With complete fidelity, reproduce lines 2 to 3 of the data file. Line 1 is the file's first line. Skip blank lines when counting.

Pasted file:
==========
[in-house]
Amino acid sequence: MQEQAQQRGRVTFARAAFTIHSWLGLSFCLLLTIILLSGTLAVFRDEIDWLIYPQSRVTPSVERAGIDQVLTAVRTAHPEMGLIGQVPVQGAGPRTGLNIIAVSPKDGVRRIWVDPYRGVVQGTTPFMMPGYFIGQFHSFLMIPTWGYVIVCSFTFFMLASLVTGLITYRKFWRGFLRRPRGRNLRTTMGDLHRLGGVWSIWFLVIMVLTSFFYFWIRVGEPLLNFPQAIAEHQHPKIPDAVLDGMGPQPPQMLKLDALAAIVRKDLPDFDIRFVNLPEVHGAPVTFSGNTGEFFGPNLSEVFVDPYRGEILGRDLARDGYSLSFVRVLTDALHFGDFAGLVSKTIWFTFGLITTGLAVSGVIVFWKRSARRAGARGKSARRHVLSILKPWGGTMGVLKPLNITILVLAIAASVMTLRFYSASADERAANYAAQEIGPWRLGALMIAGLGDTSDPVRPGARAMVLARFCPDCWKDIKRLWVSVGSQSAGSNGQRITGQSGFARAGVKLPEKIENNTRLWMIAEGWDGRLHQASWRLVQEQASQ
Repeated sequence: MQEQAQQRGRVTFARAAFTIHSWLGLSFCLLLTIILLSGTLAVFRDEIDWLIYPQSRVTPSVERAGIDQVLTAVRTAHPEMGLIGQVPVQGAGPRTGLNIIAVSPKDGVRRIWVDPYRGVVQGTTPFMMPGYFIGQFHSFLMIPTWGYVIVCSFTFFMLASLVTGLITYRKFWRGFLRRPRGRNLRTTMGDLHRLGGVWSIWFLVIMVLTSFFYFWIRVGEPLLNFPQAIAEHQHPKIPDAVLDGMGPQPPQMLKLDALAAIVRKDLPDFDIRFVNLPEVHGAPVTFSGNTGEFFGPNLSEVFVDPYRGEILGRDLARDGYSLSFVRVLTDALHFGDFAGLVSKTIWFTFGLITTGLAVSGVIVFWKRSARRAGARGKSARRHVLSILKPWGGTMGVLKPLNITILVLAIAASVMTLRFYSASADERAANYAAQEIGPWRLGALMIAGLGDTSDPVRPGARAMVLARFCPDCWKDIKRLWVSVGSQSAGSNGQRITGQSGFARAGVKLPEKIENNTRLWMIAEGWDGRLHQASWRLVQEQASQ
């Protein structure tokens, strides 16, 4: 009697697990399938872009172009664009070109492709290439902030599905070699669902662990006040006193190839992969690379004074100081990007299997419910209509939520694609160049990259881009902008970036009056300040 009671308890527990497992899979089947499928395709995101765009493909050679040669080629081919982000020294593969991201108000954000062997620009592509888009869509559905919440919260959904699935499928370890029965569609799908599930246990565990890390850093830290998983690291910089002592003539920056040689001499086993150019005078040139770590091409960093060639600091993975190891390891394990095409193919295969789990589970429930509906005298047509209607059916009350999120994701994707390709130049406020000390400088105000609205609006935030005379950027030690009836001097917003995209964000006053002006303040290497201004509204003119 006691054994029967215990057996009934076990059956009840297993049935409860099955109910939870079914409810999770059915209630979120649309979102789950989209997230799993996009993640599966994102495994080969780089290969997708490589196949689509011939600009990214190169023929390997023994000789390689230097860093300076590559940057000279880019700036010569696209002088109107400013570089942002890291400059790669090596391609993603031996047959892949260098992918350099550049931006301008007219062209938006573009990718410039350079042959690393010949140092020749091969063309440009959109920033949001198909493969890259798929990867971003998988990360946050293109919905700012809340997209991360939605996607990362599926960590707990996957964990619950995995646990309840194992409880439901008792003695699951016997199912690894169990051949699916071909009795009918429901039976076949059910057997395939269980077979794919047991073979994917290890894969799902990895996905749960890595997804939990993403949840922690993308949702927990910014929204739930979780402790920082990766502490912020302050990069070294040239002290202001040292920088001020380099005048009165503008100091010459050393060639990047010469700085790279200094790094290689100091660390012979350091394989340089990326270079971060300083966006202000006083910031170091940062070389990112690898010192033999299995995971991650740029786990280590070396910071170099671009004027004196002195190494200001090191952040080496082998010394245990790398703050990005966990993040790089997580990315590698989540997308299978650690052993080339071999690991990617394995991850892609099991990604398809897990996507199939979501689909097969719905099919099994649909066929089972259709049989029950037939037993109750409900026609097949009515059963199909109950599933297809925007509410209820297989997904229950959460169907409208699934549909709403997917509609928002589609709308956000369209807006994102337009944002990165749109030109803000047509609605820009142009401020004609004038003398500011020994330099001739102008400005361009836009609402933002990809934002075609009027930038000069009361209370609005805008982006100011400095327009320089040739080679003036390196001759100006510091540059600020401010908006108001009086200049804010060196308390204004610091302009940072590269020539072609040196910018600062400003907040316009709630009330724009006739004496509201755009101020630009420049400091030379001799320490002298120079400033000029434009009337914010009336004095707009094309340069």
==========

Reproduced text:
Amino acid sequence: MQEQAQQRGRVTFARAAFTIHSWLGLSFCLLLTIILLSGTLAVFRDEIDWLIYPQSRVTPSVERAGIDQVLTAVRTAHPEMGLIGQVPVQGAGPRTGLNIIAVSPKDGVRRIWVDPYRGVVQGTTPFMMPGYFIGQFHSFLMIPTWGYVIVCSFTFFMLASLVTGLITYRKFWRGFLRRPRGRNLRTTMGDLHRLGGVWSIWFLVIMVLTSFFYFWIRVGEPLLNFPQAIAEHQHPKIPDAVLDGMGPQPPQMLKLDALAAIVRKDLPDFDIRFVNLPEVHGAPVTFSGNTGEFFGPNLSEVFVDPYRGEILGRDLARDGYSLSFVRVLTDALHFGDFAGLVSKTIWFTFGLITTGLAVSGVIVFWKRSARRAGARGKSARRHVLSILKPWGGTMGVLKPLNITILVLAIAASVMTLRFYSASADERAANYAAQEIGPWRLGALMIAGLGDTSDPVRPGARAMVLARFCPDCWKDIKRLWVSVGSQSAGSNGQRITGQSGFARAGVKLPEKIENNTRLWMIAEGWDGRLHQASWRLVQEQASQ
Repeated sequence: MQEQAQQRGRVTFARAAFTIHSWLGLSFCLLLTIILLSGTLAVFRDEIDWLIYPQSRVTPSVERAGIDQVLTAVRTAHPEMGLIGQVPVQGAGPRTGLNIIAVSPKDGVRRIWVDPYRGVVQGTTPFMMPGYFIGQFHSFLMIPTWGYVIVCSFTFFMLASLVTGLITYRKFWRGFLRRPRGRNLRTTMGDLHRLGGVWSIWFLVIMVLTSFFYFWIRVGEPLLNFPQAIAEHQHPKIPDAVLDGMGPQPPQMLKLDALAAIVRKDLPDFDIRFVNLPEVHGAPVTFSGNTGEFFGPNLSEVFVDPYRGEILGRDLARDGYSLSFVRVLTDALHFGDFAGLVSKTIWFTFGLITTGLAVSGVIVFWKRSARRAGARGKSARRHVLSILKPWGGTMGVLKPLNITILVLAIAASVMTLRFYSASADERAANYAAQEIGPWRLGALMIAGLGDTSDPVRPGARAMVLARFCPDCWKDIKRLWVSVGSQSAGSNGQRITGQSGFARAGVKLPEKIENNTRLWMIAEGWDGRLHQASWRLVQEQASQ